Our updated booklet, Weddings For The Interfaith Couple, walks you through all of the traditions for the big day, starting with two to think about in advance (choosing a wedding contract known as a ketubah and topics to consider when meeting with your wedding officiant).
Rabbi Mychal will be leading us in a discussion of interfaith relationships throughout Jewish history and the present challenges and opportunities they pose. This discussion will provide a foundation for the second part of the series in which we will explore the many realities of interfaith relationships, including challenges we have faced and our varied approaches to our own interfaith experiences.
A great way for Jewish professionals and volunteers who work with and provide programming for people in interfaith relationships to locate resources and trainings to build more welcome into their Jewish communities; connect with and learn from each other; and publicize and enhance their programs and services.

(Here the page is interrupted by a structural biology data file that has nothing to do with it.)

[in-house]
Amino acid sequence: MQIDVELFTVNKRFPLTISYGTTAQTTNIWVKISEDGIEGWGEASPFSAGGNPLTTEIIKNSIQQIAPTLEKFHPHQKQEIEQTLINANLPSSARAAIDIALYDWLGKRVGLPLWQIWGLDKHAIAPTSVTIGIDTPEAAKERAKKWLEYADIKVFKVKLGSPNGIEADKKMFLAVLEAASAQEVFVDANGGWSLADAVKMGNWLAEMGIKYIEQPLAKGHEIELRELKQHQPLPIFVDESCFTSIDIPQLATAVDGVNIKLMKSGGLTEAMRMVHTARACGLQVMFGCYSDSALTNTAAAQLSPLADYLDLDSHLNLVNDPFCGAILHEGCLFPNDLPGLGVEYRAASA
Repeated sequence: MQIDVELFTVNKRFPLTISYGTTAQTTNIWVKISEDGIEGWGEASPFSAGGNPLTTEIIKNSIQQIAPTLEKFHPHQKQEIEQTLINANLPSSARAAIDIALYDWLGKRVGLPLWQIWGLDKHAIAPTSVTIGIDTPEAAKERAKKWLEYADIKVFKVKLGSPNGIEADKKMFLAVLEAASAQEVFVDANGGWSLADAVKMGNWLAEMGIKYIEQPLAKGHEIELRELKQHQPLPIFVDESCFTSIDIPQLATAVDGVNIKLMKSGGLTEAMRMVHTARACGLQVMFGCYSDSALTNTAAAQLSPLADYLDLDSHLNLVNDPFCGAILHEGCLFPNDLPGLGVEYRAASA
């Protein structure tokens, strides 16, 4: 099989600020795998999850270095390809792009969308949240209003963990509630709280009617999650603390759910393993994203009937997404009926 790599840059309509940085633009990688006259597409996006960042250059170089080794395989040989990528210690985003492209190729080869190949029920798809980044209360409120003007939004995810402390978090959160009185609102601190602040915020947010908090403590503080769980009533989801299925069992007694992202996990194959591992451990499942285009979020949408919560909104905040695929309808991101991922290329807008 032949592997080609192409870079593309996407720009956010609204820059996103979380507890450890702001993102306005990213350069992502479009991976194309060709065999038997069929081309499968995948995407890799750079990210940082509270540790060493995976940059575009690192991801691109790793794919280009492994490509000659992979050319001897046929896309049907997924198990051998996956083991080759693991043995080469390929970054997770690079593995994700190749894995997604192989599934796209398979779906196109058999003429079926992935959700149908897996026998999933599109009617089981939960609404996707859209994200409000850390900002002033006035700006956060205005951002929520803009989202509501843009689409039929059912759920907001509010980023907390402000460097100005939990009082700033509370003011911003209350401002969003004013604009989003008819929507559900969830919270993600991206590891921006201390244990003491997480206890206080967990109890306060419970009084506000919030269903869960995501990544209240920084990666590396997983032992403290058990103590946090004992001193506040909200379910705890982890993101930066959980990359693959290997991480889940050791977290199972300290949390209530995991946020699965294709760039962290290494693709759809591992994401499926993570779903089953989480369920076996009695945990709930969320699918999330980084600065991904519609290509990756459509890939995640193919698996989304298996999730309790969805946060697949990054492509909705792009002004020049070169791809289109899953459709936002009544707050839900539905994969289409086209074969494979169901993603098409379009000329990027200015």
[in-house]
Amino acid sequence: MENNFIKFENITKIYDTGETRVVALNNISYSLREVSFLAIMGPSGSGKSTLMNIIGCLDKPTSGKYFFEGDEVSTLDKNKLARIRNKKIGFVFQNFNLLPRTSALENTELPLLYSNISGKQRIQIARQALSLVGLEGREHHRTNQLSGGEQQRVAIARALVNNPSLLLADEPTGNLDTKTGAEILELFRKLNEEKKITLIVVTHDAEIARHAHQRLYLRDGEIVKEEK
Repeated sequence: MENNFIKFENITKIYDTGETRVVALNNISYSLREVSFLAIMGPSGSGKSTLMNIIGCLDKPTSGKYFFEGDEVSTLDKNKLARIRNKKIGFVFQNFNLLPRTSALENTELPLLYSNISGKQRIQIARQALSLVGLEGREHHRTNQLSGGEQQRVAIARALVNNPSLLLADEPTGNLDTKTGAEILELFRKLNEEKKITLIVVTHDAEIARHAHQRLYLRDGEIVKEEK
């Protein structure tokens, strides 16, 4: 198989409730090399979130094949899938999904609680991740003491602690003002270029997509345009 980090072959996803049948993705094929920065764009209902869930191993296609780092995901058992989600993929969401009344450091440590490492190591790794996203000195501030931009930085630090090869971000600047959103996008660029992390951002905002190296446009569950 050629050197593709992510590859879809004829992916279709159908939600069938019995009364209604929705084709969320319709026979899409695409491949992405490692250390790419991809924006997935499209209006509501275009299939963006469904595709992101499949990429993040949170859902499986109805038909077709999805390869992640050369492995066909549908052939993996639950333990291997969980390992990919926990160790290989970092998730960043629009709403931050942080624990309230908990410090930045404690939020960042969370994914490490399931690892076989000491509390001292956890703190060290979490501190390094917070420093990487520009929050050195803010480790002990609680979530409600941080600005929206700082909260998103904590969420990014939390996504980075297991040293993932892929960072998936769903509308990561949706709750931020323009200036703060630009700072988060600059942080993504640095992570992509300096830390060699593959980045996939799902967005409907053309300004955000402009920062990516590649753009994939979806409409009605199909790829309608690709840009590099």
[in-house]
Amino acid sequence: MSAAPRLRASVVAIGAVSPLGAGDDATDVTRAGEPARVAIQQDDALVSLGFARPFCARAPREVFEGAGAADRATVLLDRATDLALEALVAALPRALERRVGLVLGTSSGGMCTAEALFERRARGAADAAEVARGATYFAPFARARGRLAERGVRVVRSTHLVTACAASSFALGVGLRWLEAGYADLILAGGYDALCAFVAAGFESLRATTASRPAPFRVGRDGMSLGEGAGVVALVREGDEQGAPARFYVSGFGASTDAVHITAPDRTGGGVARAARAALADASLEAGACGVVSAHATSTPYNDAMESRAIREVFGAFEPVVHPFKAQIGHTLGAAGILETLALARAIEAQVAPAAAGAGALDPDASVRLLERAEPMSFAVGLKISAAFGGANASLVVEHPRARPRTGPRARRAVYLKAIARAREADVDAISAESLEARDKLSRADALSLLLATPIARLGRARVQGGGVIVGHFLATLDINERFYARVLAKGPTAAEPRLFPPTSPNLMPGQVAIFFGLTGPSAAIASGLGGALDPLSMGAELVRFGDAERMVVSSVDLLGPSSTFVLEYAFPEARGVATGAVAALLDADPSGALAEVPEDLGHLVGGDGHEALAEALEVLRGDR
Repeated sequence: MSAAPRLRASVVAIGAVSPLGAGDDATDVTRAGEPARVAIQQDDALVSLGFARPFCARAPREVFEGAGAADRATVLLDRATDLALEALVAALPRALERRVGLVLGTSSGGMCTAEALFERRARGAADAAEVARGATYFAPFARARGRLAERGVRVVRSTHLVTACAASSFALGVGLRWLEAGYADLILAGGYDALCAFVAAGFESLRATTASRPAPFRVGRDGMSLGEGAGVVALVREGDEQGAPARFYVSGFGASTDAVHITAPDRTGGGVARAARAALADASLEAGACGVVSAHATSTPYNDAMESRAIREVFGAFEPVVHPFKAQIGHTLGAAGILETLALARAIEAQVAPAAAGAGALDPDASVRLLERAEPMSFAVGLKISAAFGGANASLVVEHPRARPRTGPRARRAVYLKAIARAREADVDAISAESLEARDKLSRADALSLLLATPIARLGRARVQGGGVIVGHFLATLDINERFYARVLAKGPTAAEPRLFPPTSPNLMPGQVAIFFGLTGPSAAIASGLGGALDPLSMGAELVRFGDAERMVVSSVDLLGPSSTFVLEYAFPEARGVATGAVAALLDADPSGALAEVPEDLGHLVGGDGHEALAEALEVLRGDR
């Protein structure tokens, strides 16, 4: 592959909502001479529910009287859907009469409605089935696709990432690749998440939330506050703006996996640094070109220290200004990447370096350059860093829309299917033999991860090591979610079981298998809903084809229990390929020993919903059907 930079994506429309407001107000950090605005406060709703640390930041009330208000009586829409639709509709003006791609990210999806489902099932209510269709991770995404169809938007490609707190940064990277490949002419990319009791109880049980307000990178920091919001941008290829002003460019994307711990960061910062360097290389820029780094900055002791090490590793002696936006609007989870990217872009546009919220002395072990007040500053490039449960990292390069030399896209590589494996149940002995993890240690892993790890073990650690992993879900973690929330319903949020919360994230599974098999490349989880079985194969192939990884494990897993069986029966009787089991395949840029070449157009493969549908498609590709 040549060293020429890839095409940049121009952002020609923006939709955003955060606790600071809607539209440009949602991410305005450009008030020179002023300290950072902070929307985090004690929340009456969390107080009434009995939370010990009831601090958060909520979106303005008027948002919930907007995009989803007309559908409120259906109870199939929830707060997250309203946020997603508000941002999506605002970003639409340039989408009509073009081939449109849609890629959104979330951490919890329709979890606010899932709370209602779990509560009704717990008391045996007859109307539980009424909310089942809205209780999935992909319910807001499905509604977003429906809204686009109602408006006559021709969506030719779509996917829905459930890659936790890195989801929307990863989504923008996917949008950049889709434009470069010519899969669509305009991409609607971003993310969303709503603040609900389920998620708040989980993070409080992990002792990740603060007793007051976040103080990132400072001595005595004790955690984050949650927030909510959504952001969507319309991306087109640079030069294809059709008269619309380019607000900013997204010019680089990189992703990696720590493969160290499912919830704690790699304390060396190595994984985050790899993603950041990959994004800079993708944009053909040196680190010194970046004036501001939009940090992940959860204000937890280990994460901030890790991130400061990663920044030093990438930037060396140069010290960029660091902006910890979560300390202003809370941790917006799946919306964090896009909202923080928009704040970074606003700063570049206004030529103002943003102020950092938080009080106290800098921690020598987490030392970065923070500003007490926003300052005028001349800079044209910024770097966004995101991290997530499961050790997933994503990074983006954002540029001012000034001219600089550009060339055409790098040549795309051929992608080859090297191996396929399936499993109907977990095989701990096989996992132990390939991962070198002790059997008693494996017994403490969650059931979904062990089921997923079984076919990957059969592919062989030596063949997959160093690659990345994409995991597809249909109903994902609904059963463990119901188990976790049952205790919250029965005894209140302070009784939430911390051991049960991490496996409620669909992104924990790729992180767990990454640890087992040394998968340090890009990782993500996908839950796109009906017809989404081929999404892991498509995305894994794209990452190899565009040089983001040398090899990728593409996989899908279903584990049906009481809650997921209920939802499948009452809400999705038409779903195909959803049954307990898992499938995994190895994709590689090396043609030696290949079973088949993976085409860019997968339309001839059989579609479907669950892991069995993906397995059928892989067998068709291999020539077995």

yes his surname is clearly Lithuanian ( at least the – “avicius”part of it ) which is my ancestry and, curious about his background as he was described as French and Jewish, I came upon your site while trying to find out more about him. My grandparents were lucky enough to leave and emigrate to the US in the early 1900′s; his evidently went to France. Your amusing remark about a Jewish battalion in the Roman army is not so far off the mark: “Lithuanian still retains many of the original features of the nominal morphology found in some ancient Indo-European languages like Sanskrit and Latin, and has therefore been the focus of much study in the area of Indo-European linguistics.” Anyway, congratulations to Michel and PS I enjoyed reading/learned some things from your site. Thanks!
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